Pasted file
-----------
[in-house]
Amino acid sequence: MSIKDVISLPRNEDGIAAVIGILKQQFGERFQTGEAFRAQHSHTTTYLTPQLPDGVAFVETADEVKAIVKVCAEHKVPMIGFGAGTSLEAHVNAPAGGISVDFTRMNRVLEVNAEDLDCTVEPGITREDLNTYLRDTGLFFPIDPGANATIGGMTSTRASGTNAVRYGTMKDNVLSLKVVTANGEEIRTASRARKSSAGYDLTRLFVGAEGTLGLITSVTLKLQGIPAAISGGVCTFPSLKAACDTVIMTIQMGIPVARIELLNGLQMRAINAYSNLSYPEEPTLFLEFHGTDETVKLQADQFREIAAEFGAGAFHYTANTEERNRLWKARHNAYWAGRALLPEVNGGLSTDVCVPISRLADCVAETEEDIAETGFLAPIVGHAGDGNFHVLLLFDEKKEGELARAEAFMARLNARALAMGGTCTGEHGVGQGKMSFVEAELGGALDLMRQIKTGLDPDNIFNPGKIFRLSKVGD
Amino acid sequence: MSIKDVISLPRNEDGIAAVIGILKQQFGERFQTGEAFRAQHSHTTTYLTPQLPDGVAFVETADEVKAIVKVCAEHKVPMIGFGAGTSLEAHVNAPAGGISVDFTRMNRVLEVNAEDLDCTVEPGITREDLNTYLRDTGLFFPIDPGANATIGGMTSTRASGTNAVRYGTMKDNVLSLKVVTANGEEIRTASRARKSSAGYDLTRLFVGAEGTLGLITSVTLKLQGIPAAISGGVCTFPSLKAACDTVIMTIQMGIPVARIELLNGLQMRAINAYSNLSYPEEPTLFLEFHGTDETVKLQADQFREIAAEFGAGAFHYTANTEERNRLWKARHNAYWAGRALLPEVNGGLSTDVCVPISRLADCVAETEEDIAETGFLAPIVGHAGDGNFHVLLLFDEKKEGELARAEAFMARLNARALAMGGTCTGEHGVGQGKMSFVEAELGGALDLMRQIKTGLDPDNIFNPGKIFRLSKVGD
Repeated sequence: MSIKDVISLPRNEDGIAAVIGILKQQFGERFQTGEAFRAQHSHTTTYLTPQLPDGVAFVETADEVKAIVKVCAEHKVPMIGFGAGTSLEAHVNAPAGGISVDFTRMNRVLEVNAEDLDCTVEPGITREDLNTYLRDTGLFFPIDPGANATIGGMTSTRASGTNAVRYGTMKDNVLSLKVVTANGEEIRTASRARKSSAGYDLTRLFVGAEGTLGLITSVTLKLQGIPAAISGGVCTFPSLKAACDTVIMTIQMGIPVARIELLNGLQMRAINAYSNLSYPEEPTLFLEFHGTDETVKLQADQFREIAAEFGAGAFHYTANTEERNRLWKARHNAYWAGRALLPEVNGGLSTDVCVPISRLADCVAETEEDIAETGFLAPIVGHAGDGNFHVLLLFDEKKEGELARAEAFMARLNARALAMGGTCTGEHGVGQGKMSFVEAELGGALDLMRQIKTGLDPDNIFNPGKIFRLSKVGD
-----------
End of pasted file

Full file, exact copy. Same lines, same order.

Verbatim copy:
[in-house]
Amino acid sequence: MSIKDVISLPRNEDGIAAVIGILKQQFGERFQTGEAFRAQHSHTTTYLTPQLPDGVAFVETADEVKAIVKVCAEHKVPMIGFGAGTSLEAHVNAPAGGISVDFTRMNRVLEVNAEDLDCTVEPGITREDLNTYLRDTGLFFPIDPGANATIGGMTSTRASGTNAVRYGTMKDNVLSLKVVTANGEEIRTASRARKSSAGYDLTRLFVGAEGTLGLITSVTLKLQGIPAAISGGVCTFPSLKAACDTVIMTIQMGIPVARIELLNGLQMRAINAYSNLSYPEEPTLFLEFHGTDETVKLQADQFREIAAEFGAGAFHYTANTEERNRLWKARHNAYWAGRALLPEVNGGLSTDVCVPISRLADCVAETEEDIAETGFLAPIVGHAGDGNFHVLLLFDEKKEGELARAEAFMARLNARALAMGGTCTGEHGVGQGKMSFVEAELGGALDLMRQIKTGLDPDNIFNPGKIFRLSKVGD
Amino acid sequence: MSIKDVISLPRNEDGIAAVIGILKQQFGERFQTGEAFRAQHSHTTTYLTPQLPDGVAFVETADEVKAIVKVCAEHKVPMIGFGAGTSLEAHVNAPAGGISVDFTRMNRVLEVNAEDLDCTVEPGITREDLNTYLRDTGLFFPIDPGANATIGGMTSTRASGTNAVRYGTMKDNVLSLKVVTANGEEIRTASRARKSSAGYDLTRLFVGAEGTLGLITSVTLKLQGIPAAISGGVCTFPSLKAACDTVIMTIQMGIPVARIELLNGLQMRAINAYSNLSYPEEPTLFLEFHGTDETVKLQADQFREIAAEFGAGAFHYTANTEERNRLWKARHNAYWAGRALLPEVNGGLSTDVCVPISRLADCVAETEEDIAETGFLAPIVGHAGDGNFHVLLLFDEKKEGELARAEAFMARLNARALAMGGTCTGEHGVGQGKMSFVEAELGGALDLMRQIKTGLDPDNIFNPGKIFRLSKVGD
Repeated sequence: MSIKDVISLPRNEDGIAAVIGILKQQFGERFQTGEAFRAQHSHTTTYLTPQLPDGVAFVETADEVKAIVKVCAEHKVPMIGFGAGTSLEAHVNAPAGGISVDFTRMNRVLEVNAEDLDCTVEPGITREDLNTYLRDTGLFFPIDPGANATIGGMTSTRASGTNAVRYGTMKDNVLSLKVVTANGEEIRTASRARKSSAGYDLTRLFVGAEGTLGLITSVTLKLQGIPAAISGGVCTFPSLKAACDTVIMTIQMGIPVARIELLNGLQMRAINAYSNLSYPEEPTLFLEFHGTDETVKLQADQFREIAAEFGAGAFHYTANTEERNRLWKARHNAYWAGRALLPEVNGGLSTDVCVPISRLADCVAETEEDIAETGFLAPIVGHAGDGNFHVLLLFDEKKEGELARAEAFMARLNARALAMGGTCTGEHGVGQGKMSFVEAELGGALDLMRQIKTGLDPDNIFNPGKIFRLSKVGD